"Our ILA sponsorship has opened doors to new relationships with other organizations and individuals who share our Center's commitment and passion for the scholarship and practice of leadership across all sectors."
- Carol Madison, Executive Director, Randall L. Tobias Center for Leadership Excellence, Indiana University
"ILA's 13th Annual Global Conference was one of the most rewarding conferences The New York Times attended. We had steady traffic at our exhibitor table, gathered great quality leads, and attended several informative sessions that led to an increased understanding of leadership knowledge and practices. We can't wait to join you in Denver and plan to expand our presence!"
- Kathleen O'Connell, National Education Director, The New York Times
Shakespeare's Leading Women: What the World's Greatest Playwright can teach us about Leadership
Special Conference Event
When: Friday, Nov. 1; 19:00 – 20:30
Where: Tanna Schulich Hall, McGill University (~1 kilometer from the hotel) walking directions will be provided
Price: $30 (150 seat limit)
The event has two halves and a connecting hinge. The first is about King Lear. He is a king by birth. He has the power and charisma that we associate with leaders. He occupies the centre of his political world but his position of leadership also makes him vulnerable to humiliation and defeat. As king, he simply cannot move out of the way of those that wish to do him harm, including himself.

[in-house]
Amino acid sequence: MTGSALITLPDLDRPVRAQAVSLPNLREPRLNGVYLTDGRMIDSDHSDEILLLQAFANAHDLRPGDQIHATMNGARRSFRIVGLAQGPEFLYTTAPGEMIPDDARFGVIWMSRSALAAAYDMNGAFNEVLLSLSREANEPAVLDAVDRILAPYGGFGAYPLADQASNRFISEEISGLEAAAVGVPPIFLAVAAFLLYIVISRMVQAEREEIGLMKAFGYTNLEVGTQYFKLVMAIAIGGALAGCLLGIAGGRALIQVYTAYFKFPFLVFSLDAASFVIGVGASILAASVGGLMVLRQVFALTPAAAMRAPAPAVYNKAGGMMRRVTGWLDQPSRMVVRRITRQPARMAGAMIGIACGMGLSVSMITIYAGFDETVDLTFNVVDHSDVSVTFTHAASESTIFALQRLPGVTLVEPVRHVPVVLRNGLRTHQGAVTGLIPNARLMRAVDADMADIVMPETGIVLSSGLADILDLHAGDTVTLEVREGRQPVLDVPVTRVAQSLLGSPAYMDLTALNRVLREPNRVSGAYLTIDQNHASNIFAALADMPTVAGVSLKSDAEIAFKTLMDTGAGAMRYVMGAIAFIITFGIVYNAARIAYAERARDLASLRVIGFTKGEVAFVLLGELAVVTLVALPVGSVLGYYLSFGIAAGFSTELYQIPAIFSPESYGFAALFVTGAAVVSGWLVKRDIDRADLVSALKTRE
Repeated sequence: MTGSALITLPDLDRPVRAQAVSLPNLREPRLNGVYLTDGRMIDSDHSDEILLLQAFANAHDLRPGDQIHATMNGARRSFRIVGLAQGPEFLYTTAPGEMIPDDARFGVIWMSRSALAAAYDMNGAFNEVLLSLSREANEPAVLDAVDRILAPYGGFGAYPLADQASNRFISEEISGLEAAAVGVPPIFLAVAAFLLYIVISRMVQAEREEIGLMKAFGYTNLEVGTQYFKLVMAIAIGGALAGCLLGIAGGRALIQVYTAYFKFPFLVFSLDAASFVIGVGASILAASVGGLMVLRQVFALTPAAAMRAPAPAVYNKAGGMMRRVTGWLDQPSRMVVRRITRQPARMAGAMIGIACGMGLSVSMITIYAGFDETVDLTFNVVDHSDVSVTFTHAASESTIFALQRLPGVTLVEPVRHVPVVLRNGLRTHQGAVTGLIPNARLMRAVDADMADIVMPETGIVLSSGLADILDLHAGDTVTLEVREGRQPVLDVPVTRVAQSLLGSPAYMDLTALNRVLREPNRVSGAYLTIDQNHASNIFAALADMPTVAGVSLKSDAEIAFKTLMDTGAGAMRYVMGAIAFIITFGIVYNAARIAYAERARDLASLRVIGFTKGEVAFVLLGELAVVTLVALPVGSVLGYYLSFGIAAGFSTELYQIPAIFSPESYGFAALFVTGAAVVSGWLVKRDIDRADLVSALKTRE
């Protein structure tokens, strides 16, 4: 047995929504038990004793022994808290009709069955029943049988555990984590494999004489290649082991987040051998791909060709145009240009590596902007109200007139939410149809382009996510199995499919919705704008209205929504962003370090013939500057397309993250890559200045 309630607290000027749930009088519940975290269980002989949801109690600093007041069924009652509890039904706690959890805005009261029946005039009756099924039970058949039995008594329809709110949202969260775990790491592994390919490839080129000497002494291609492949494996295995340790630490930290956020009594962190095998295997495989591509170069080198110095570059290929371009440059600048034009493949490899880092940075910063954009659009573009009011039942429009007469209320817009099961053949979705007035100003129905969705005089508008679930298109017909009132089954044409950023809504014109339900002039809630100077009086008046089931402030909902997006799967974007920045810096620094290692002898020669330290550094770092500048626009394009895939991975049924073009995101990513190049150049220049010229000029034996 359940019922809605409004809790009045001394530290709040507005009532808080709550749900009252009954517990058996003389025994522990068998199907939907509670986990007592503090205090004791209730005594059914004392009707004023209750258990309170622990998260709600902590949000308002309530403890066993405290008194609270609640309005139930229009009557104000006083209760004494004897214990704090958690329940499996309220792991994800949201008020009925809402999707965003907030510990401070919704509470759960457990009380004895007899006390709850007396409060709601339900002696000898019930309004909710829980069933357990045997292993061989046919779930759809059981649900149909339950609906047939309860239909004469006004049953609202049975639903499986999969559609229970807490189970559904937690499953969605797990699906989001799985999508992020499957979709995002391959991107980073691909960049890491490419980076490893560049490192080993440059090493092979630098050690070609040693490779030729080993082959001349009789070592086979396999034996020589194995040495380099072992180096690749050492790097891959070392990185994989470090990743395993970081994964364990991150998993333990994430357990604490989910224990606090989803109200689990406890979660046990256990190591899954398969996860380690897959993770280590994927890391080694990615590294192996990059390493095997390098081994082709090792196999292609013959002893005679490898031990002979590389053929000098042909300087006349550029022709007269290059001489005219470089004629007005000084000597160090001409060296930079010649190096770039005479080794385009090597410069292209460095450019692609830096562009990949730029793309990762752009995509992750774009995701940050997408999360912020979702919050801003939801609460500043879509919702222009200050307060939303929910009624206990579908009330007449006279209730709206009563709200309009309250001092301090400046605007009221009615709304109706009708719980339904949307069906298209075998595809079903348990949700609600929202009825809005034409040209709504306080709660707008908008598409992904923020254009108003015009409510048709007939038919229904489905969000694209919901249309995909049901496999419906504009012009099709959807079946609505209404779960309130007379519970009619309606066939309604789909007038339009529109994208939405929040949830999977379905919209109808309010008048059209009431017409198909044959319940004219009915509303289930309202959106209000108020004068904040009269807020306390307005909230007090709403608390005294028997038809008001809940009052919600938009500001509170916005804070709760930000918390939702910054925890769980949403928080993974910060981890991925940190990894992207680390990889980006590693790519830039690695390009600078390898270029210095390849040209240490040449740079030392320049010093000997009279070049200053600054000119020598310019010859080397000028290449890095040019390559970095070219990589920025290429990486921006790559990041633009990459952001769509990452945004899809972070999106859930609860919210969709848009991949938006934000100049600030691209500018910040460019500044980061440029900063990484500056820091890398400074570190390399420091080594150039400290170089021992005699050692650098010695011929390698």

The second half is about Rosalind in As You Like It. She is not a leader in political terms. She is the daughter of a defeated and banished Duke. Indeed, the young woman's very life is in danger because of who she is and because her uncle is a usurper. But she has the power to change, to move, and to act—in physical space and social space. Her changefulness and theatricality make her a leader altogether different from Lear, one who is able to draw people together, heal their disarray, organize them into a renewed community, and make the world better than it was.
King Lear is a play that begins with the banishment of a beloved daughter and that ends with her death. As You Like It ends with a Duke getting back his beloved daughter, a woman who makes her own choices and who actually rewrites the wedding ceremony that unites her with her chosen partner. Lear ends with the world in pieces, As You Like It with the world restored and revitalized by Rosalind's theatrical, changeful powers of leadership.